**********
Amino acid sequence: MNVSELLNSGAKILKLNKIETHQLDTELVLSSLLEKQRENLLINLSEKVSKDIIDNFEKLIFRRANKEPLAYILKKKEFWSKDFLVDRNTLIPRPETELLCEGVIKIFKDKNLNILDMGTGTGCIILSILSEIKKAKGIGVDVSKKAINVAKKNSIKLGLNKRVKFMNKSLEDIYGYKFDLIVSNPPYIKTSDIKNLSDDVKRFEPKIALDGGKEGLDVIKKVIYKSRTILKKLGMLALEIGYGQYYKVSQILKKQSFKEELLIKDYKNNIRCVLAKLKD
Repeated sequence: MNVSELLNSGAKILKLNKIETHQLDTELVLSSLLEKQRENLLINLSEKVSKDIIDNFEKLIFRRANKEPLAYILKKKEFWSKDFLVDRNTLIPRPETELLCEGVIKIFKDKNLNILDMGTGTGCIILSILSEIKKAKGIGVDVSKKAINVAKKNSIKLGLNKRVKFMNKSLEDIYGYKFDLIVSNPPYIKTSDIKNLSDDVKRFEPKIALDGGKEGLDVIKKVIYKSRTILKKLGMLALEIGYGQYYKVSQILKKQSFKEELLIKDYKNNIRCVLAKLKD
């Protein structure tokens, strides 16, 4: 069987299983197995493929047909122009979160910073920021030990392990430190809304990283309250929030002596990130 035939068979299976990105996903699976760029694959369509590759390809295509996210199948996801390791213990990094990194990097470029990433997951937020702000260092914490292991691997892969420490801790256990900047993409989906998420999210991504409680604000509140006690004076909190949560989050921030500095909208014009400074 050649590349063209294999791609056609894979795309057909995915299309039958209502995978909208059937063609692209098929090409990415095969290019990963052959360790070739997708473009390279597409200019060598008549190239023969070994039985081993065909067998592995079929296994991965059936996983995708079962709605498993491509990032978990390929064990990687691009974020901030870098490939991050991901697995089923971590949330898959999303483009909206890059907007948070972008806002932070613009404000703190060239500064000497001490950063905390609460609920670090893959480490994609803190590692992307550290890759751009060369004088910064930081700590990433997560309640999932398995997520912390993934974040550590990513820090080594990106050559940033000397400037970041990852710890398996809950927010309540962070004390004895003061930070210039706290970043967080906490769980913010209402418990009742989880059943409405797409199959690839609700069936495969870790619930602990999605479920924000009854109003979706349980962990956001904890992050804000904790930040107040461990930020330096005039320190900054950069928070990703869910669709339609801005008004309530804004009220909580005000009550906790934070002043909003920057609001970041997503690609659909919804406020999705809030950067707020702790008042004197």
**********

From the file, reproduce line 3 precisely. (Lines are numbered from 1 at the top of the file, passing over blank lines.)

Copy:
């Protein structure tokens, strides 16, 4: 069987299983197995493929047909122009979160910073920021030990392990430190809304990283309250929030002596990130 035939068979299976990105996903699976760029694959369509590759390809295509996210199948996801390791213990990094990194990097470029990433997951937020702000260092914490292991691997892969420490801790256990900047993409989906998420999210991504409680604000509140006690004076909190949560989050921030500095909208014009400074 050649590349063209294999791609056609894979795309057909995915299309039958209502995978909208059937063609692209098929090409990415095969290019990963052959360790070739997708473009390279597409200019060598008549190239023969070994039985081993065909067998592995079929296994991965059936996983995708079962709605498993491509990032978990390929064990990687691009974020901030870098490939991050991901697995089923971590949330898959999303483009909206890059907007948070972008806002932070613009404000703190060239500064000497001490950063905390609460609920670090893959480490994609803190590692992307550290890759751009060369004088910064930081700590990433997560309640999932398995997520912390993934974040550590990513820090080594990106050559940033000397400037970041990852710890398996809950927010309540962070004390004895003061930070210039706290970043967080906490769980913010209402418990009742989880059943409405797409199959690839609700069936495969870790619930602990999605479920924000009854109003979706349980962990956001904890992050804000904790930040107040461990930020330096005039320190900054950069928070990703869910669709339609801005008004309530804004009220909580005000009550906790934070002043909003920057609001970041997503690609659909919804406020999705809030950067707020702790008042004197």